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Old 08-21-2011, 07:33 PM   #16
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Peel the vinyl? Or cover it up...


There's no shortcuts to nice results that last a long time...You don't just guess and hope not to have problems later, because YOU WILL HAVE PROBLEMS! Get more info on your beams, it's an unusual system and before any list of options can be made you need to know more about what you're dealing with. They support everything above and obviously this room has had a troubled life. Keep on surfing the old www, and find out who sells those beams and call them.

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Old 08-22-2011, 12:34 PM   #17
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Peel the vinyl? Or cover it up...


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To shore up the subfloor, that's gonna be a challenge. The click lock bamboo should have some give when the floor flexes... I hope.

To shore up the floor would you (after removing the old floor):
1. Add a layer of 5/8 ply on top
2. Crawl under the house and add bracing perpendicular to the steel k beams
3. Add new joists between the steel k beams so it is 24" on center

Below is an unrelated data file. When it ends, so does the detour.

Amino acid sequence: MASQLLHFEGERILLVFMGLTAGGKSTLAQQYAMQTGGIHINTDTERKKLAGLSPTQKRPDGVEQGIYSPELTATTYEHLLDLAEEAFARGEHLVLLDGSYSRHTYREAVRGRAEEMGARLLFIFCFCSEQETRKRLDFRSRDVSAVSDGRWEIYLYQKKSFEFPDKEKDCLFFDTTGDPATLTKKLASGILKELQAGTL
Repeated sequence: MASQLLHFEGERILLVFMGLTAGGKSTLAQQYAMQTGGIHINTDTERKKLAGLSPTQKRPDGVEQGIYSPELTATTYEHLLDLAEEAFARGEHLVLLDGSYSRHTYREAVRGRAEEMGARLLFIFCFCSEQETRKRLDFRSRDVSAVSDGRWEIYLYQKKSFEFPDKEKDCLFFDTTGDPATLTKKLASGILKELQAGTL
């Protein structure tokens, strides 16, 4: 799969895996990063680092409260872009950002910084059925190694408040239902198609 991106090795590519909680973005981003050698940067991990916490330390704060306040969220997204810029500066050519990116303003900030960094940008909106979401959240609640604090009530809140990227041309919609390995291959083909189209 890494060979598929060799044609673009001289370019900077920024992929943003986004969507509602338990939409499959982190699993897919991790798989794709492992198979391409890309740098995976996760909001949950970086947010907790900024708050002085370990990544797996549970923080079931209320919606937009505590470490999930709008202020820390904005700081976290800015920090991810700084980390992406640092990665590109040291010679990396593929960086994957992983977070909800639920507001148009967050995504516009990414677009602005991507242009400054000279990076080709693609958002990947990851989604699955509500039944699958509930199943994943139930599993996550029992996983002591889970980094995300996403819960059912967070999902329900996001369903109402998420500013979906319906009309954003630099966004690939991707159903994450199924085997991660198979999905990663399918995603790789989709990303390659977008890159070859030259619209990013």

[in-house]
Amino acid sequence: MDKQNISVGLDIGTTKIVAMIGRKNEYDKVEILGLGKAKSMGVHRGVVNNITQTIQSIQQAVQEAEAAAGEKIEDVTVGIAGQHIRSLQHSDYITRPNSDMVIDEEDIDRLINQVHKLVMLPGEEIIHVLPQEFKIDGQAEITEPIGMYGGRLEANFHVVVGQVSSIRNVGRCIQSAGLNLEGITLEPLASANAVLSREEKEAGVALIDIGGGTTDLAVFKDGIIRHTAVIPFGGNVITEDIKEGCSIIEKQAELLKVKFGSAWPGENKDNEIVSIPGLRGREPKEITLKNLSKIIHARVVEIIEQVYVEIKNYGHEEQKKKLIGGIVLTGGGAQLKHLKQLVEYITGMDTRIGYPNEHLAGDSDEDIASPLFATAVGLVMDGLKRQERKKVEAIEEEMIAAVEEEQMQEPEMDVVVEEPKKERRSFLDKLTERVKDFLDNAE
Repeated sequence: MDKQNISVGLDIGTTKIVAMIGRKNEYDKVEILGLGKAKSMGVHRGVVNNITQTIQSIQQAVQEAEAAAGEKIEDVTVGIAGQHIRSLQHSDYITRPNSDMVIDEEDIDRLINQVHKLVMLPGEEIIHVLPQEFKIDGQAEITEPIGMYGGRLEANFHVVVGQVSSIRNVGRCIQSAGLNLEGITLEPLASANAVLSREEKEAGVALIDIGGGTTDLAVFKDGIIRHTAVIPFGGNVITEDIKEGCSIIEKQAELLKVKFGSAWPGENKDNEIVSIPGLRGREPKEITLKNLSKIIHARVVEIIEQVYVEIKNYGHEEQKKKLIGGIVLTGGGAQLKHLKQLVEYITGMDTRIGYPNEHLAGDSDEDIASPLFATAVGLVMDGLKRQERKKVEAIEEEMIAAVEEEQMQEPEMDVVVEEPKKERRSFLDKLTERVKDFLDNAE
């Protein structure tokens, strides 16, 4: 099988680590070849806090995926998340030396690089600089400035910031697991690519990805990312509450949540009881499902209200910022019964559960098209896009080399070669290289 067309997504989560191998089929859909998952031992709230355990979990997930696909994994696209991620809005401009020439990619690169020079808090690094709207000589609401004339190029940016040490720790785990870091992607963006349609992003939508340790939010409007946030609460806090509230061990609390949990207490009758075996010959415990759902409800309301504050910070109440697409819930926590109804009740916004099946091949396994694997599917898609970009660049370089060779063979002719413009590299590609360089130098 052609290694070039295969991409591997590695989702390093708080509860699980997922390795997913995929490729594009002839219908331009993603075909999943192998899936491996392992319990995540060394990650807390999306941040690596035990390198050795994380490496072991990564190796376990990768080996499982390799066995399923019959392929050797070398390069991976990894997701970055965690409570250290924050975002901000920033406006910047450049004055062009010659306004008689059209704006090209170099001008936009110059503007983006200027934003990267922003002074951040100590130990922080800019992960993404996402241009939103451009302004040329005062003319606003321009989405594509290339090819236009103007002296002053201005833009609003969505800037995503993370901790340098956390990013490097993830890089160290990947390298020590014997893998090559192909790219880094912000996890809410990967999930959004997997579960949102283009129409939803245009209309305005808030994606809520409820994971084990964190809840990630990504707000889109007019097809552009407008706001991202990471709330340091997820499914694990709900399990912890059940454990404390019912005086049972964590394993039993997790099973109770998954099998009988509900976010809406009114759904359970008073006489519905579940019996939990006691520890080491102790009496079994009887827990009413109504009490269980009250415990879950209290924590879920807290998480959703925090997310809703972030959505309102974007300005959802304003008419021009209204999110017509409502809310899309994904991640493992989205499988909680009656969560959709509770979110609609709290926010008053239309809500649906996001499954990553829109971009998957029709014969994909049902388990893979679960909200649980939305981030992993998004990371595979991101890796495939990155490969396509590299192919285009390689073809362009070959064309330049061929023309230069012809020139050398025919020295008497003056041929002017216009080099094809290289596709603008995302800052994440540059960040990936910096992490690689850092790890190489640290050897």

4. Do nothing until we have a problem (floor separating?)
5. Something else?
I certainly agree with you that shoring up your floor is not only important, it is critical. This gets into some major structural renovations and is very possibly one of your biggest challenges. I totally agree with BlueStoneFloors that the click-lock flooring is out of the question until you sturdy your floor. It will be a complete disaster and waste of time and money.

First I'm going to do my best to answer your questions. Then I'm going to offer some additional advice. I say this because I have nearly no idea of the composition and construction of your beam/joist system. Also, I'm basing my answers on the fact that you will have removed all previous layers of flooring and are down to the original sub floor.
  1. I do not believe adding an additional layer of 5/8" plywood begins to solve your problem.
  2. I doubt this is needed unless you have evidence of the Beams dipping. Bracing below the beams would not address the bouncy floor problem at all.
  3. Bingo, except I'd go with the traditional 16" OC spacing using 2"x6" joist (considering a 48" span between beams).
  4. I would not wait, or if finances dictate otherwise I'd live with a plywood floor until I could afford to correct my structural problem correctly. Having lived without a decent kitchen for a few months myself at one time I can appreciate the hardship. During an extensive remodel, my wife and I used boxes, a camp stove and a bathroom sink to get by. It was not fun.
  5. See my additional suggestions below.
This part of your project is really much more about super structure than it is about the finished floor. Possibly you can find a a framing contractor in your area or here on DIY Chatroom who has experience with this type of system. To do this, I strongly suggest that you break out this portion of your project and post your questions regarding it under ONE of the following forums: Building and Construction, Remodeling or Carpentry. Take a look at these forums and based on content decide which one seems like your best choice to try next.